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01/15/2014
By: Joan D.
Maus, Chetica A
Dr. Chetica Maus is the best veterinarian anywhere. She is compassionate, caring and knowledgeable. She has taken care of our dog for years and I would not consider going anywhere else. She will do whatever is necessary to keep your pet healthy and well. Please if you truly love you pet, take it the best veterinarian in this area. My husband refers to her as "The Doc" and when our dog needed a surgical procedure done recently, he said only if "The Doc" does it. Thank you, Dr. Maus.
09/11/2014
By: Jody Y.
Veterinary Care Of Venice
Dr. Nicole and her staff are, by far, the best veterinary care team I've ever known. We met her under unfortunate circumstances, when our beloved Artemis was diagnosed with cancer, but her caring personality and extensive knowledge helped make a difficult situation a little easier. She is always one to take the challenge and dig down to find the root cause of the symptoms, not just give a cortisone shot and hope it goes away. I'm so grateful for all that she has done!
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09/19/2015
By: Jane O.
Veterinary Care Of Venice
Dr. Nicole and her team are THE BEST Veterinary Care in the Venice/Sarasota area. You will feel very welcome and know that your pet is being loved while they are under Dr. Nicole's care. She is so gentle and cares for all the animals. Her knowledge is top notch and she takes the time to explain the situation and outline options. Dr. Nicole is the ONLY vet for our rescue kitties!
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06/19/2015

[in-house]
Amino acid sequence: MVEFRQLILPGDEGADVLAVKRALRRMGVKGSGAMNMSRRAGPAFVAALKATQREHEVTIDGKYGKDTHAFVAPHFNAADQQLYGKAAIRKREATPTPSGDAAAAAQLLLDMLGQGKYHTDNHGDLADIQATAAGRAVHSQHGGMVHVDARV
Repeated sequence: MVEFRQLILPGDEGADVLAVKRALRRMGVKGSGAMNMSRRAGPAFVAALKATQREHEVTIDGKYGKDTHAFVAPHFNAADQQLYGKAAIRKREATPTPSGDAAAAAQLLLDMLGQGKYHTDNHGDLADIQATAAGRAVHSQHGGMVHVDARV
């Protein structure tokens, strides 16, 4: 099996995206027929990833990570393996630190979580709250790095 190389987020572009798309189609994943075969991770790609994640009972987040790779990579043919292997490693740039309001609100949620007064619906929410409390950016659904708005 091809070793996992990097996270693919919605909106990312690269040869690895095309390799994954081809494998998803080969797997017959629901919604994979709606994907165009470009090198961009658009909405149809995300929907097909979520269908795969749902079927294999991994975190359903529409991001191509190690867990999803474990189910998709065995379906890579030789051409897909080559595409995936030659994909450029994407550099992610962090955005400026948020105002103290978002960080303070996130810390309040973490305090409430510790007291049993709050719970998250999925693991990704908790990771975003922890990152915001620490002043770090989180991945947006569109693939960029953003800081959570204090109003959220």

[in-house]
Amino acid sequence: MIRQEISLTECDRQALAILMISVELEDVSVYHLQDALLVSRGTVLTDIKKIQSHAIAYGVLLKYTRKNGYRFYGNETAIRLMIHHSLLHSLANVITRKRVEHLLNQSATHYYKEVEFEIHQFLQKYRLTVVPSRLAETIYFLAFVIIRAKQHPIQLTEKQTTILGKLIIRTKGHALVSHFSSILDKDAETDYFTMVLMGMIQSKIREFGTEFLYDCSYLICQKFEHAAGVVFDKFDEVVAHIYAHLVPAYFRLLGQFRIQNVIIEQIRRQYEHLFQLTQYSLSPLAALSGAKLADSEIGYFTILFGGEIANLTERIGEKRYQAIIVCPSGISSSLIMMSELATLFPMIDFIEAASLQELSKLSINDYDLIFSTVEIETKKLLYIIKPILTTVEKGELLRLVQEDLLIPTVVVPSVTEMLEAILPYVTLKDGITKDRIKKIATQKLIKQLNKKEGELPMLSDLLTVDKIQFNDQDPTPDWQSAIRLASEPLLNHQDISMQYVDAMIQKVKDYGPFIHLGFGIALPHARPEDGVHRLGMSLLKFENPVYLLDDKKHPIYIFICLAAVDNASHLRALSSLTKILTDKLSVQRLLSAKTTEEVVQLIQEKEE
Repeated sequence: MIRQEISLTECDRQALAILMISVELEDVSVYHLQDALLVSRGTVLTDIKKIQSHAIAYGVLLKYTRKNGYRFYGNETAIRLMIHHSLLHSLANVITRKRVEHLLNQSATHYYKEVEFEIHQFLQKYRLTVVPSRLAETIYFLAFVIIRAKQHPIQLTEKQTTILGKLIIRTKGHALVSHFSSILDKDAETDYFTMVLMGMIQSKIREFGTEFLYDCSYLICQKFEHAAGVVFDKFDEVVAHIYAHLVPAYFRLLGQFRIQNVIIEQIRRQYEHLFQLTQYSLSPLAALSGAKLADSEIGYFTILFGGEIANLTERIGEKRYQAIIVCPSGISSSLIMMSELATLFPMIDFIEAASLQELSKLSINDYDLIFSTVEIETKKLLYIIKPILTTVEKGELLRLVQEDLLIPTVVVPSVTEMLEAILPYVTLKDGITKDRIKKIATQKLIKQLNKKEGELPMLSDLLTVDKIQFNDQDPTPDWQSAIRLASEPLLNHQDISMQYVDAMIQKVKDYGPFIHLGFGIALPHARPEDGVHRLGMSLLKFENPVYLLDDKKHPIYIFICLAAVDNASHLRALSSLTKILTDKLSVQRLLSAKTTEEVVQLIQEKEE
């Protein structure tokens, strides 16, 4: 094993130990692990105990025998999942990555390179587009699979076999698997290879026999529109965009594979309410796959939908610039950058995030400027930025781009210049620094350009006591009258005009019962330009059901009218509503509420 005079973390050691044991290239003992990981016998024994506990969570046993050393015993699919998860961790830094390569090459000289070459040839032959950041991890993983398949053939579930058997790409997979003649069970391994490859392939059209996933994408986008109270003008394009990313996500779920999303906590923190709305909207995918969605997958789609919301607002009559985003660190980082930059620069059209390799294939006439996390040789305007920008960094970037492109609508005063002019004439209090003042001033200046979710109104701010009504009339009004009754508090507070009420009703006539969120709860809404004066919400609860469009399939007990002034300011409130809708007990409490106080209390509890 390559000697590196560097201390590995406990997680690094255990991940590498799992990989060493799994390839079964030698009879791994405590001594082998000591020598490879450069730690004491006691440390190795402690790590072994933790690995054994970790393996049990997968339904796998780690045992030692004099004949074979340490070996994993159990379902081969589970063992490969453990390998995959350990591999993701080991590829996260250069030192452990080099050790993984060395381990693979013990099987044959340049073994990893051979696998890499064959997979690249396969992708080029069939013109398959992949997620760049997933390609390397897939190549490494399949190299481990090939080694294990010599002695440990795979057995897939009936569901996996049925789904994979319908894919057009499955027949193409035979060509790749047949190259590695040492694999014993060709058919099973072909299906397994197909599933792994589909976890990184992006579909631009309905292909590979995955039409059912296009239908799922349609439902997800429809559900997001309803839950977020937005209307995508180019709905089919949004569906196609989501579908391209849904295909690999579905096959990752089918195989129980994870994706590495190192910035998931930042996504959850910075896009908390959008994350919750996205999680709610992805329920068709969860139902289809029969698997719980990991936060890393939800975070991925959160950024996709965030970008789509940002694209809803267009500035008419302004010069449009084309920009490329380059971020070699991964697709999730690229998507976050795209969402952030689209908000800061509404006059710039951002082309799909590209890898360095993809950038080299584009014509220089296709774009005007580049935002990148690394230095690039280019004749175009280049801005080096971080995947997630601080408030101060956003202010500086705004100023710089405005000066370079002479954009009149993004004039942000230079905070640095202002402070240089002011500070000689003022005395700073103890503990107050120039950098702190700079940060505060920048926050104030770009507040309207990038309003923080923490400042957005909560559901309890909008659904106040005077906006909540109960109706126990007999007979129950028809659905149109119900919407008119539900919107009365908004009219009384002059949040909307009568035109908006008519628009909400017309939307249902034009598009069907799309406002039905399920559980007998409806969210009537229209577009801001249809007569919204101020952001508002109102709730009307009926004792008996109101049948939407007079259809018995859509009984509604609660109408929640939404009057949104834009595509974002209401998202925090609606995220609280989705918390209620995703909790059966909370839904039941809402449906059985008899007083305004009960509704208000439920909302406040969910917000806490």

By: Chris C.
Iulo Steve DVM
Dr Stephen is just awesome awesome awesome treats your animal like it his never met such a sweet and caring vet in my life...
Tips & Advices
Most 24-hour clinics do not allow owners to stay with their pets overnight. However, many do have specific visiting hours or will let owners see their pets at any point during the day. In addition, owners can call most clinics at any time for an update on their pet's well being.
  • Important phone numbers, especially those of the the veterinary clinic, the animal hospital or emergency clinic, and the poison control center
  • A book detailing pet first-aid steps
  • Copy of medical records
  • Nylon leash
  • Muzzle (only use if pet is not vomiting and has no difficulty breathing)
  • Absorbent gauze
  • Nonlatex disposable gloves
  • Scissors
  • Tweezers
  • Nail clippers
  • Digital thermometer
  • Sterile saline solution
  • Hydrogen peroxide (to induce vomiting only at the recommendation of a veterinarian
  • Milk of magnesia (to absorb poison only at the recommendation of a veterinarian)
Find a 24-hour animal hospital that provides emergency services within your area. Keep the facility's contact information in a place that's easy to locate, such as the refrigerator, address book, or smartphone. Most veterinary clinics operate on standard business hours and are not equipped to handle emergencies.
Veterinary clinics operate on a smaller scale than animal hospitals. The latter are more likely open 24 hours and provide emergency services. The former generally operate on typical office hours and only perform wellness exams and minor surgeries. Veterinary clinics also do not generally perform laboratory tests on site.
The specifics vary depending on the type of visit. For a wellness exam, bring:
  • Medical records
  • The type or brand of food the pet eats
  • Medication (including flea, tick, and heartworm medication).
If the animal needs medical treatment, the following may be helpful depending on the situation:
  • Fresh stool sample
  • Vomit sample
  • Video of the pet engaging in abnormal behavior
  • Substance the pet may have ingested

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